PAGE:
My favorite early-twentieth century novel by a Princeton graduate, The Great Gatsby, is about the perils and excesses of the Roaring 20s—America’s Jazz Age where anything goes and went and where third, fourth, and fifth courses were mandatory.  This was the past.


The present….well, the present is something entirely different.  Even in Orange County’s richest city (by a complicated formula derived from median income, home value, and generally smugness), the $100 bottles of wine no longer flow freely and King Crab Legs are rarer than a matriarch in her 50s without Botox.  In fact, I’ve noticed a disturbing trend towards pairs of diners splitting their lunch.

What does it mean when you have a two-top sitting on your most valuable table and they end up splitting a $14 plate of Fish Tacos?  It means you just got hosed, Kenny.  You just got hosed.  This is $7 per person on a table that could seat four (or eight with a round “table” on top of the square table).  People who split a single entree are also not people who order too many add-ons.  Perhaps they’ll each tack on a cup of chicken soup.  Oooh.  Where does that get you?  It gets you an additional hour of waiting on this table.  See, people who split plates are at the restaurant not to dine and feast and generally channel the spirit of Bacchus but are rather there to talk.  To chat.  To engage in lengthy and primarily nonsensical discourse about their mundane lives.  They are not—to say in 80s parlance—going to “power lunch.”  They might even say they are in a rush but that’s the last thing they’re in, unless they’re in the band Rush and are planning to sit there for as long as it takes that progressive-rock band to get through another 4-hour set.  By the way, what the f— is up with progressive rock?  If I wanted to listen one band for half a day, I’d go to see part II (or III, or IV) of Wagner’s The Ring Cycle.  At least there’s a story there.  What’s the point of progressive music?  Okay, I get it.  You are really, really good at playing your musical instrument.  Great.  That and a box of rocks will get you a box of rocks.  Next, please.  This is why I love Ke$ha.  (See—she substituted a dollar sign for an S in her name, indicating that society demands the pretense of wealth in order to attain it.  Perfection.)

So the table that splits plates will, at most, earn you a $40 total check and an $8 tip.  They’ll mention that they have a birthday about six times throughout the course of your interactions with them, which begins at 12:01 pm and ends at 3:47 pm.  $8 for nearly four hours of waiting.  And you’ll be forced to deliver a free dessert and listen to their desperately-in-need-of-autotune rendition of Happy Birthday.  And I need to say this about birthdays, even if all this has been said before.  It’s a birthDAY.  Not a month.  Not a week.  This is far worse than Christmas being extended from December 25th to the entirety of all time between Halloween and New Years Day—at least with Christmas, we all get presents.  Nobody cares about your birthday but you, not even on the actual day of your birth, and we all care even less when it’s the week or the month of it.  And by about the fourth time that you mention it to me, I really, really want to know what exactly you want me to do about it.  You’re going to get that free cake you so desperately want but don’t need, not with your ever frequent forays into manatee territory.  Beyond that, the only thing I can offer you is a full-body rubdown topped off with the shocker, which is something I don’t do when I’m not on Pacific Coast Highway.  So there is that.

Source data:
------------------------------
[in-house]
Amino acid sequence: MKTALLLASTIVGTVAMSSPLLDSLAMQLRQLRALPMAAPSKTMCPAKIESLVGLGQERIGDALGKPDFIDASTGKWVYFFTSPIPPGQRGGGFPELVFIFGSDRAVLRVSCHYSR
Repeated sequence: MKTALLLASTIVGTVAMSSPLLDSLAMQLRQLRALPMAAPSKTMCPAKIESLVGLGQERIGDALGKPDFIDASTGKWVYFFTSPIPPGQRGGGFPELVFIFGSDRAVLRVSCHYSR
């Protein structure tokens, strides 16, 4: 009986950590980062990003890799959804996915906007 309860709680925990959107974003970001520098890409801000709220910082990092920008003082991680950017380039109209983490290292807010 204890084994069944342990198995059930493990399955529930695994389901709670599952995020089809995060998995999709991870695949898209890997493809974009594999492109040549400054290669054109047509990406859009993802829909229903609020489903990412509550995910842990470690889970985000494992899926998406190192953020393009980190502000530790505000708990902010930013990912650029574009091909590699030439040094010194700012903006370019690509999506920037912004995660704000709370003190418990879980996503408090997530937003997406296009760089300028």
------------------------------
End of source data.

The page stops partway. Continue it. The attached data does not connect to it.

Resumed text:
You can’t “split” things anywhere else.  You can’t go to Heat Ultra Lounge and ask to split the cover charge.  You can’t “split” a lap-dance from a dancer with your friend.  (You can, however, split your lap between two dancers.  That is true.  You have me there.)  You can’t split an airline ticket, movie ticket, concert ticket, or traffic ticket.  This is why restaurants are increasingly adding SPLIT CHARGES to your meal.  We’re charging you for the space, the ambiance, the entertaining and engaging service, and the clean-up services we provide.  We’re charging for the anguish you put us through when we have to ask the kitchen to split plates for us.  We’re charging you because you’re reminding us, yet again, why we so miss the days of Gatsby and Jordan Baker, even if Daisy Buchanan really was quite a heartless and uncaring person.